The U.S. Environmental Protection Agency (EPA) recently proposed an updated draft rule to cut methane and other harmful pollutants from oil and gas operations across the country. This represents a huge step forward in addressing the outsized role methane emissions play in accelerating the climate crisis. Cutting methane pollution from the oil and gas industry is the quickest, most cost effective way to slow the rate of climate change and protect our irreplaceable waterways. It also has the opportunity to protect the health and safety of communities across the country. However, first we need EPA to act.
EPA must finalize the strongest possible methane safeguards as soon as possible.
Climate change is already disrupting weather patterns, leading to extreme weather events that cause unpredictable water availability, exacerbate water scarcity and contaminate water supplies. Climate change is projected to intensify short-term drought risk across most of the U.S., and intensify long-term droughts in the Southwest, southern Great Plains, and Southeast. The climate change-forcing effects of methane are already being felt today in the Western United States, specifically in the Colorado River basin water supply system, which supplies water to 1 in 9 Americans. Reservoirs are drying up, threatening the water supply for millions, as well as the local agriculture industry. It is a crisis of increased demand and reduced availability, driven by climate change-fueled drought, leaving the river on the brink of imminent collapse. Climate change-driven droughts can also concentrate contaminate levels, diminishing source water quality and putting more pressure on scarce groundwater supplies.
Finalizing the strongest possible safeguards against methane pollution is critical to advancing environmental justice and protecting our essential water resources from the impacts of climate change. Many of the cities or regions experiencing poor water access or conditions are in predominantly Black or Hispanic communities, according to data from the U.S. Census Bureau. Reducing methane emissions would greatly benefit frontline communities, including many Tribes, which bear the burden of this pollution and its impacts on their water supplies. Anything less is a missed opportunity that will accelerate this crisis, and present dire consequences for the health of our families, our communities, our waterways, and the future of our planet.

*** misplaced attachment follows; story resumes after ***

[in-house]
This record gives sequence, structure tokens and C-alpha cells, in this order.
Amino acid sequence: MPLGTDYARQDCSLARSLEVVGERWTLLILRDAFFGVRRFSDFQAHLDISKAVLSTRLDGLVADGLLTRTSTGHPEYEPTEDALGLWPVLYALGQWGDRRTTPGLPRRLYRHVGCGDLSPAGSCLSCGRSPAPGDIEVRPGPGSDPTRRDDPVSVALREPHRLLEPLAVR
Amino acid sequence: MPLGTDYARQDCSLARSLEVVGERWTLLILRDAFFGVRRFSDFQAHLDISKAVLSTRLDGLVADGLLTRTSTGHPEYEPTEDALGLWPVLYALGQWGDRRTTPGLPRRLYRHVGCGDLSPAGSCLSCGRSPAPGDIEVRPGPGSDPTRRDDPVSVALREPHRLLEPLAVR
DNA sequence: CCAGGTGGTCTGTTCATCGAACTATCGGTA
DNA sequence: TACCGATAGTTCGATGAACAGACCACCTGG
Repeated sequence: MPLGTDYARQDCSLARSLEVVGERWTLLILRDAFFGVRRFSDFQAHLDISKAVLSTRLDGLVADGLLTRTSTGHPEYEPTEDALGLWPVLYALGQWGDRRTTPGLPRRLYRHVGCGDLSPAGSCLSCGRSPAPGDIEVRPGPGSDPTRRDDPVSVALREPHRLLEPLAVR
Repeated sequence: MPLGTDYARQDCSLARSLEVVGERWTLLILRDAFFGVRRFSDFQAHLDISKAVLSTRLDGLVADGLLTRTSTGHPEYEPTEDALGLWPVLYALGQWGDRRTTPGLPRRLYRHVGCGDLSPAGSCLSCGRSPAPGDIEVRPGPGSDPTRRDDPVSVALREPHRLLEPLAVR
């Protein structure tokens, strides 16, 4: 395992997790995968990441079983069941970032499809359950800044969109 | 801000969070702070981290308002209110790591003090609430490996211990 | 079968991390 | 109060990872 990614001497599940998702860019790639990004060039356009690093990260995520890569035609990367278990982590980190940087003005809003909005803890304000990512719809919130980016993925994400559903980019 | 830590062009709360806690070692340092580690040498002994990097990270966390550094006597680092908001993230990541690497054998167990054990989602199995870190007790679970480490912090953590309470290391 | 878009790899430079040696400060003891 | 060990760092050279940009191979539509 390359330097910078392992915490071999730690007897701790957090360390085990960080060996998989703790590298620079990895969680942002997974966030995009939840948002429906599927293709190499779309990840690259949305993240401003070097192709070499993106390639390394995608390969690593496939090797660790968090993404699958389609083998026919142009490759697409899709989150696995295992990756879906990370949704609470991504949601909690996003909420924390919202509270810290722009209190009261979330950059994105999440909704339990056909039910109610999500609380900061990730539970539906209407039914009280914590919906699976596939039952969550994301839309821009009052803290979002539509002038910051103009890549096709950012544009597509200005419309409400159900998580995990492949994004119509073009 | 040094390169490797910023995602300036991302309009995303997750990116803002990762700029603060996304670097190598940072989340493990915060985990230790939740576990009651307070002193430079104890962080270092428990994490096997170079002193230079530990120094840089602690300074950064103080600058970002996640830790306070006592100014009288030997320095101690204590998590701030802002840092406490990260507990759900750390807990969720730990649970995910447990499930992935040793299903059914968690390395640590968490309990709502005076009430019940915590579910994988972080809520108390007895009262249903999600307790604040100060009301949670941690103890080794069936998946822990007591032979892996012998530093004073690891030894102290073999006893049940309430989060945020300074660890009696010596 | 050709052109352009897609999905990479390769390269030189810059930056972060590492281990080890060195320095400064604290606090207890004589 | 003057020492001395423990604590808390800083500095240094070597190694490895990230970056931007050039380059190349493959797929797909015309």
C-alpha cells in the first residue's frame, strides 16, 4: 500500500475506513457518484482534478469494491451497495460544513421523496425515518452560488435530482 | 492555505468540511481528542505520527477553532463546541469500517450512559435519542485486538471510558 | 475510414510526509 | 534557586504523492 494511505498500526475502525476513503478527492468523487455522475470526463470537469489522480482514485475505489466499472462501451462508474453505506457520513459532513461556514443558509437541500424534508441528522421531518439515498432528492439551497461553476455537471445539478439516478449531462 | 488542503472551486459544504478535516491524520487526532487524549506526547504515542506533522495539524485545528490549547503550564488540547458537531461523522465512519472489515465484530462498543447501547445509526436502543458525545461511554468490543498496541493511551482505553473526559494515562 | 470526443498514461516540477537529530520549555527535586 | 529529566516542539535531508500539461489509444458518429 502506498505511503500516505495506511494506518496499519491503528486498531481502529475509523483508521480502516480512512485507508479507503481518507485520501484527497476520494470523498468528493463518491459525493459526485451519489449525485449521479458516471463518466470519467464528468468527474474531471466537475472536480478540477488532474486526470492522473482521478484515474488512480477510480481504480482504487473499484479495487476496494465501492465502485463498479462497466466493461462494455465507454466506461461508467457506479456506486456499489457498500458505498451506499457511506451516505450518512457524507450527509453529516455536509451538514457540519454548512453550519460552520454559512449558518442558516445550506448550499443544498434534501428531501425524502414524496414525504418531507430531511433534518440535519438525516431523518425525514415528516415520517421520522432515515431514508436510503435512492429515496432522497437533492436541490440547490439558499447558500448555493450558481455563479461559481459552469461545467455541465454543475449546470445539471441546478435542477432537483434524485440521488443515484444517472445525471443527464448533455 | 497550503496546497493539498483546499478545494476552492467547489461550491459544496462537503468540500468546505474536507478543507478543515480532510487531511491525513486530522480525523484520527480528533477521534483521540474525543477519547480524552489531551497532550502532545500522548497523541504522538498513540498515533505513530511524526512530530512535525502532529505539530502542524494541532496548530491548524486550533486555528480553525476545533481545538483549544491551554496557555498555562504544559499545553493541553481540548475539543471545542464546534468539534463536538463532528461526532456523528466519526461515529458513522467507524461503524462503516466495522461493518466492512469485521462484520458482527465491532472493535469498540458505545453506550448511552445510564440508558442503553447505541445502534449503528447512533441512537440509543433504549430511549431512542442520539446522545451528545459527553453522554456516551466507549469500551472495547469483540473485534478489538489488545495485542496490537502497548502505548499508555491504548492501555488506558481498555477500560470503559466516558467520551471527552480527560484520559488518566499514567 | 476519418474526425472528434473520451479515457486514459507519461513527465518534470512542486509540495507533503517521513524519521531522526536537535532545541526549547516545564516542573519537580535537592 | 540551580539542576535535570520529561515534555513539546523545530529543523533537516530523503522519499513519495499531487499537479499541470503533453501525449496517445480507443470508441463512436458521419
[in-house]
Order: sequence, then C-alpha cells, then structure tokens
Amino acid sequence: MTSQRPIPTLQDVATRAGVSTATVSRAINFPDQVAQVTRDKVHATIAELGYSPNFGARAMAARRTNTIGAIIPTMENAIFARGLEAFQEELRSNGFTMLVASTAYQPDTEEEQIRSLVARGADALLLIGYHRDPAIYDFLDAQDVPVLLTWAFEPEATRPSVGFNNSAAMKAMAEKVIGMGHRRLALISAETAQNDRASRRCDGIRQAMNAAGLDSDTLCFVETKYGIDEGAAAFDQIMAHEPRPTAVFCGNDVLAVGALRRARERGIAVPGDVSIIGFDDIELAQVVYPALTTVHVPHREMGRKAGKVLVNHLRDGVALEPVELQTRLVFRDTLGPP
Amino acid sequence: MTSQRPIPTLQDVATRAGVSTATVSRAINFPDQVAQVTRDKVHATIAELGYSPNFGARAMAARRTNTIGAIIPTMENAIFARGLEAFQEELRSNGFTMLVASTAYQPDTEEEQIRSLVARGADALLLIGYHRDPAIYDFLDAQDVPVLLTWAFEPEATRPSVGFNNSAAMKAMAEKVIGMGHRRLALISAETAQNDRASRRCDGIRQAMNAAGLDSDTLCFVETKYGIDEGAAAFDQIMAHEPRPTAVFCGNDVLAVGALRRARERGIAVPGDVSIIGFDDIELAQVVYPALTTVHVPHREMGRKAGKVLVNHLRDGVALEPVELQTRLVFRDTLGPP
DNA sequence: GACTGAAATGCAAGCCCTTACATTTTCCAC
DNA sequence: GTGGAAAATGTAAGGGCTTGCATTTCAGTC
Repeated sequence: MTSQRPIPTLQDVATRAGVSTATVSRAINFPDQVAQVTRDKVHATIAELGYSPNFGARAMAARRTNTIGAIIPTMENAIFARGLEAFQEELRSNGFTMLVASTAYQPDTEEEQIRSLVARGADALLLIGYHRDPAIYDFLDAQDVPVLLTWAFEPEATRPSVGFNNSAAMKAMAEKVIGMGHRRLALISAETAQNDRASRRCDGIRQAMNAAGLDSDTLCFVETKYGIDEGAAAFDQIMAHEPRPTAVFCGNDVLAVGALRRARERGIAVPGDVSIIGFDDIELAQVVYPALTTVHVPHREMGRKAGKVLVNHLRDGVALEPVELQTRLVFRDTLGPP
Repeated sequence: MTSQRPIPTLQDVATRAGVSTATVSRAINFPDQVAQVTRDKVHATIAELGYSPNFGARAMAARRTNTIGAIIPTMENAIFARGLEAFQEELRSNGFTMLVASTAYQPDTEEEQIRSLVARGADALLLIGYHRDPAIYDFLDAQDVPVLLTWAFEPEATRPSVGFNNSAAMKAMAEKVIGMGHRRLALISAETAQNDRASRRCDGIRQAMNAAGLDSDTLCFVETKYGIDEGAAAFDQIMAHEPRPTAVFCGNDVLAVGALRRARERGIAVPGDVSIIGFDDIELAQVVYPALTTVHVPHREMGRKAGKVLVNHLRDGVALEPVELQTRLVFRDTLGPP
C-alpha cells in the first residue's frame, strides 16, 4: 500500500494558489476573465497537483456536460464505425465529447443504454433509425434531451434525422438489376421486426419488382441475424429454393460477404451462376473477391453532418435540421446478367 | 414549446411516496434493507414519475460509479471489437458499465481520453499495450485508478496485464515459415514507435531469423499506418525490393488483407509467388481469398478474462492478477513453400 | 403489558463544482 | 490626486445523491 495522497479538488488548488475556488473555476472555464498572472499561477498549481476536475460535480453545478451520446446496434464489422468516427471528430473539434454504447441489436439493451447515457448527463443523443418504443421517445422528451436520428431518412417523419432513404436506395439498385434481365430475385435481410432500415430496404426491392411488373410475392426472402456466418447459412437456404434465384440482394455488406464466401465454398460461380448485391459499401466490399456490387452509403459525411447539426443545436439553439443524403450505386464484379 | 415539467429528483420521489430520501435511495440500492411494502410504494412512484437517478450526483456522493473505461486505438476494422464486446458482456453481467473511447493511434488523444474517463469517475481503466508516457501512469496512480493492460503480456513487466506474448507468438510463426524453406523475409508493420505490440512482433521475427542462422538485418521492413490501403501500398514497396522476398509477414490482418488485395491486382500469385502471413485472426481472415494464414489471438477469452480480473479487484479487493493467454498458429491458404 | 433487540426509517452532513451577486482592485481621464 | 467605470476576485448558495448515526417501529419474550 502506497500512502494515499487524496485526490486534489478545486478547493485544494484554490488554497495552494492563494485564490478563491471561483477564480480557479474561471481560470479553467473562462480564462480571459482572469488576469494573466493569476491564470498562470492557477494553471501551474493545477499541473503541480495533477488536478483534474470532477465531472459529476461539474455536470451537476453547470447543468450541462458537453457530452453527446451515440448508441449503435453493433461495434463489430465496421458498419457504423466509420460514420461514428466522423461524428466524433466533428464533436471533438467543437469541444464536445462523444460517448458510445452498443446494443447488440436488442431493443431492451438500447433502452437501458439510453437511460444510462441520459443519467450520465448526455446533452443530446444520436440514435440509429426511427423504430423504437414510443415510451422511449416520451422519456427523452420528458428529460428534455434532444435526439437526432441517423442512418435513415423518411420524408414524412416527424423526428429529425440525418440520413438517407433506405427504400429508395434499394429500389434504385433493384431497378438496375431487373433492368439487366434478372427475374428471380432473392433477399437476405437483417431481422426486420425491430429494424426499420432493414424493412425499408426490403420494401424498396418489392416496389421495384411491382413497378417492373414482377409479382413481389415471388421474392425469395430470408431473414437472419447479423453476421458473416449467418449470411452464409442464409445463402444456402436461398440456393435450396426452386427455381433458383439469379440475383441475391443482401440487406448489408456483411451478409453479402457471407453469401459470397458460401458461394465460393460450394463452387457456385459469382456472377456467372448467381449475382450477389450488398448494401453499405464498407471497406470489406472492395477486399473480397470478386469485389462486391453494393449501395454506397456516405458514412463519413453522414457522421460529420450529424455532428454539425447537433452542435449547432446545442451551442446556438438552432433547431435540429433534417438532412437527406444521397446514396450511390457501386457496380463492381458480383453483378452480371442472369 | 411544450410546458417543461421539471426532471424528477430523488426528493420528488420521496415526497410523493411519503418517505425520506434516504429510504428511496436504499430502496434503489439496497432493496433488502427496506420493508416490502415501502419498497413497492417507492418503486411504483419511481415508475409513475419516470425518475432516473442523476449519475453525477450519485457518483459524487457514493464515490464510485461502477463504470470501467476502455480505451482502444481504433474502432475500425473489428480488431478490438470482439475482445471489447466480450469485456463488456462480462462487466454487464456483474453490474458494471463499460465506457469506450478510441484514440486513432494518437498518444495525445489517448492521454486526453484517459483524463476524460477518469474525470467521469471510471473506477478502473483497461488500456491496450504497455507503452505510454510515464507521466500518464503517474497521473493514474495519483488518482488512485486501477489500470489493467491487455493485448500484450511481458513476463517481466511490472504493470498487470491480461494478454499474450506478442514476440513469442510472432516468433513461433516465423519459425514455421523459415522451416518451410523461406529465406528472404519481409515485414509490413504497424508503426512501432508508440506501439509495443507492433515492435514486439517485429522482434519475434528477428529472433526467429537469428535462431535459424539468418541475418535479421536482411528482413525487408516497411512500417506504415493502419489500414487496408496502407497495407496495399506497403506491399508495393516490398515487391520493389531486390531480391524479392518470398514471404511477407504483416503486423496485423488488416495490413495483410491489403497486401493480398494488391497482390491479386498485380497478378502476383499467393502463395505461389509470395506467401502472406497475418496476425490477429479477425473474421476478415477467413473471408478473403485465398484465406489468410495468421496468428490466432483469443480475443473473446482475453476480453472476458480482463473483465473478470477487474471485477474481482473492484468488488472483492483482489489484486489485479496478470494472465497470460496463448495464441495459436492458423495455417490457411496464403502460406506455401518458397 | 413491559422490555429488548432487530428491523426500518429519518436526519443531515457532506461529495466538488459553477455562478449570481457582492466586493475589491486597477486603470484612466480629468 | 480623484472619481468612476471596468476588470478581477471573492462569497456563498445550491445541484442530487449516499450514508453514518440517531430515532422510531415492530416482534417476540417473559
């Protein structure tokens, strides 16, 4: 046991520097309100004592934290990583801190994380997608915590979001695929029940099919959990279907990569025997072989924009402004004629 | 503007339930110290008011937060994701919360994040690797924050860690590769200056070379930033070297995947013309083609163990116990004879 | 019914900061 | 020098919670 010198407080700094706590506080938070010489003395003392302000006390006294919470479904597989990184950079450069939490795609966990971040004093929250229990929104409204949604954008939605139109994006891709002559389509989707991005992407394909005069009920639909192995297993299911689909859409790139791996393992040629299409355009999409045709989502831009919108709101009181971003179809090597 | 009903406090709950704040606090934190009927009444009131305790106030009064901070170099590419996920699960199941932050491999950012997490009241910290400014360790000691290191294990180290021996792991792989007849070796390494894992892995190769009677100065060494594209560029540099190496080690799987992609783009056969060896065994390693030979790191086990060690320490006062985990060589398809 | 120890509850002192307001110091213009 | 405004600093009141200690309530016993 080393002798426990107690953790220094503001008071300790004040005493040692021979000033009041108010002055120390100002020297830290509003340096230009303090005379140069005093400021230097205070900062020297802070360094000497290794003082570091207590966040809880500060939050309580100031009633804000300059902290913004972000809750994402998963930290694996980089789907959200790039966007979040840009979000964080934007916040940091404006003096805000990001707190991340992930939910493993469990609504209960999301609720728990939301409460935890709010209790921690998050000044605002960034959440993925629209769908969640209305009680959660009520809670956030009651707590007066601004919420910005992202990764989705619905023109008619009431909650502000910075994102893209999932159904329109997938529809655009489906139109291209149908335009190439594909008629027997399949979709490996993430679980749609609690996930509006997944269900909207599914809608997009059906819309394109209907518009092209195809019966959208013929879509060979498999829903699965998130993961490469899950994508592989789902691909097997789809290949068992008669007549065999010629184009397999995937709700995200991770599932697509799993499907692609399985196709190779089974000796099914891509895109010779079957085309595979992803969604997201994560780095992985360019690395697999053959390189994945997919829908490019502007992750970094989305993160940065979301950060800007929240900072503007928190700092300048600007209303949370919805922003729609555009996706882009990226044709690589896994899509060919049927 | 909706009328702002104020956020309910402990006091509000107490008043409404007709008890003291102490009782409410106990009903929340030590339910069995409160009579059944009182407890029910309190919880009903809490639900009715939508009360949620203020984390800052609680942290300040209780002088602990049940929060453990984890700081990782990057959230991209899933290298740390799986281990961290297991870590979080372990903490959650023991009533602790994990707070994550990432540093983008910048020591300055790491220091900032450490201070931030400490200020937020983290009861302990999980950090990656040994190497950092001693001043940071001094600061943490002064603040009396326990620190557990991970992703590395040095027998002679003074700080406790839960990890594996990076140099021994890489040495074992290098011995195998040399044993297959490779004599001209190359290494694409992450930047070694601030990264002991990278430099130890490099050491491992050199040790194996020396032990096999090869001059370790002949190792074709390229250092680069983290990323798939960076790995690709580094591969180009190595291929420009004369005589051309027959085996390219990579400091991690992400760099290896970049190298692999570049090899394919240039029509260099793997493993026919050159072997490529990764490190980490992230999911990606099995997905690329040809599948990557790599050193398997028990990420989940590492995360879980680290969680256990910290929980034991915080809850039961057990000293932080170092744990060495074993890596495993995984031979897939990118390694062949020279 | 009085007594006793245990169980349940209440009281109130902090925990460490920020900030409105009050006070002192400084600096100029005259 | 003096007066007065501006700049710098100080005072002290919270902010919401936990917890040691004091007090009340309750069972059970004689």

Will you join us in leaving comments with EPA urging them to adopt the strongest possible methane safeguards?.
Reining in methane emissions is the key to controlling climate change in the next decade. Methane emissions from fossil fuel extraction represents 35 percent of all human-caused emissions. Even more significantly, methane from fossil fuels warms the planet as much as 38% more than methane from other sources, including the natural world and agriculture and waste. What’s particularly galling is that in the U.S., operators waste roughly 16 million metric tons of methane every year. Protective rules from EPA are vital for curbing the outsized pollution from smaller wells – which provide just 6% of our oil and gas but produce over 50% of wellsite methane emissions nationwide.
The EPA’s updated draft rule improves upon many of the standards in the original draft rule released by EPA last year, including by requiring regular monitoring at all well sites, but it does not go far enough. There is more work to be done – especially on key issues like the wasteful and dangerous practice of routine flaring.
EPA rules must also address emissions from the practice of routine flaring, which researchers recently found emits 5 times more methane than previously thought. In fact, they estimate that flaring nationwide emits roughly 600,000 metric tons of methane – enough wasted gas to power nearly 6 million homes.
EPA should ensure that it is using the full force of the law to establish regular leak monitoring requirements for all oil and gas wells, including smaller, leak-prone wells, imposing strict limits on routine flaring at oil wells, among other key improvements.
That is why EPA must act NOW to implement the strongest possible regulations
By submitting comments, you can let EPA know that routine flaring is unacceptable, not only for our health and the health of our waterways, but also for our economy. We need the Biden administration to use all of its authority to quickly enact strong solutions for pollution to meet the president’s climate, public health, and justice commitments. Please add your name today!
Your supportive action can help encourage EPA to adopt the strongest possible methane regulations.